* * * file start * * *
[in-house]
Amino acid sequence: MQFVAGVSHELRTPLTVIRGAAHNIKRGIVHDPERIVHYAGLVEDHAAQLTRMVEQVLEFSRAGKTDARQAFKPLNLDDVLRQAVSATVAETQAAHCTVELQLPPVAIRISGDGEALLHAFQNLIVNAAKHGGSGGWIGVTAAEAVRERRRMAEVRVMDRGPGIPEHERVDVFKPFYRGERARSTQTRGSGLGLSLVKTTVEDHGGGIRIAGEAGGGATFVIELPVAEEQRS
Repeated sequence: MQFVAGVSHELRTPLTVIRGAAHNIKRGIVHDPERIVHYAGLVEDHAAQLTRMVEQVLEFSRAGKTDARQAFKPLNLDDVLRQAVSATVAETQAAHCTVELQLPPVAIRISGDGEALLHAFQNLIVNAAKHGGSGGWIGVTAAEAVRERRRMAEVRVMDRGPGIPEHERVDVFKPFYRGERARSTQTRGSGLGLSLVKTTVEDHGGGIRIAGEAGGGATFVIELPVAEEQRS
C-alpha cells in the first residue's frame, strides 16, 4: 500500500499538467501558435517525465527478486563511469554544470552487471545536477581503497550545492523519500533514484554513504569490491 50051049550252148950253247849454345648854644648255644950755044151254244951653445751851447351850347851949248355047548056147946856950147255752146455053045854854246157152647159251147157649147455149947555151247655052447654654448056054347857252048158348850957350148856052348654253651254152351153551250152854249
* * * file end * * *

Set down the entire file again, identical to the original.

[in-house]
Amino acid sequence: MQFVAGVSHELRTPLTVIRGAAHNIKRGIVHDPERIVHYAGLVEDHAAQLTRMVEQVLEFSRAGKTDARQAFKPLNLDDVLRQAVSATVAETQAAHCTVELQLPPVAIRISGDGEALLHAFQNLIVNAAKHGGSGGWIGVTAAEAVRERRRMAEVRVMDRGPGIPEHERVDVFKPFYRGERARSTQTRGSGLGLSLVKTTVEDHGGGIRIAGEAGGGATFVIELPVAEEQRS
Repeated sequence: MQFVAGVSHELRTPLTVIRGAAHNIKRGIVHDPERIVHYAGLVEDHAAQLTRMVEQVLEFSRAGKTDARQAFKPLNLDDVLRQAVSATVAETQAAHCTVELQLPPVAIRISGDGEALLHAFQNLIVNAAKHGGSGGWIGVTAAEAVRERRRMAEVRVMDRGPGIPEHERVDVFKPFYRGERARSTQTRGSGLGLSLVKTTVEDHGGGIRIAGEAGGGATFVIELPVAEEQRS
C-alpha cells in the first residue's frame, strides 16, 4: 500500500499538467501558435517525465527478486563511469554544470552487471545536477581503497550545492523519500533514484554513504569490491 50051049550252148950253247849454345648854644648255644950755044151254244951653445751851447351850347851949248355047548056147946856950147255752146455053045854854246157152647159251147157649147455149947555151247655052447654654448056054347857252048158348850957350148856052348654253651254152351153551250152854249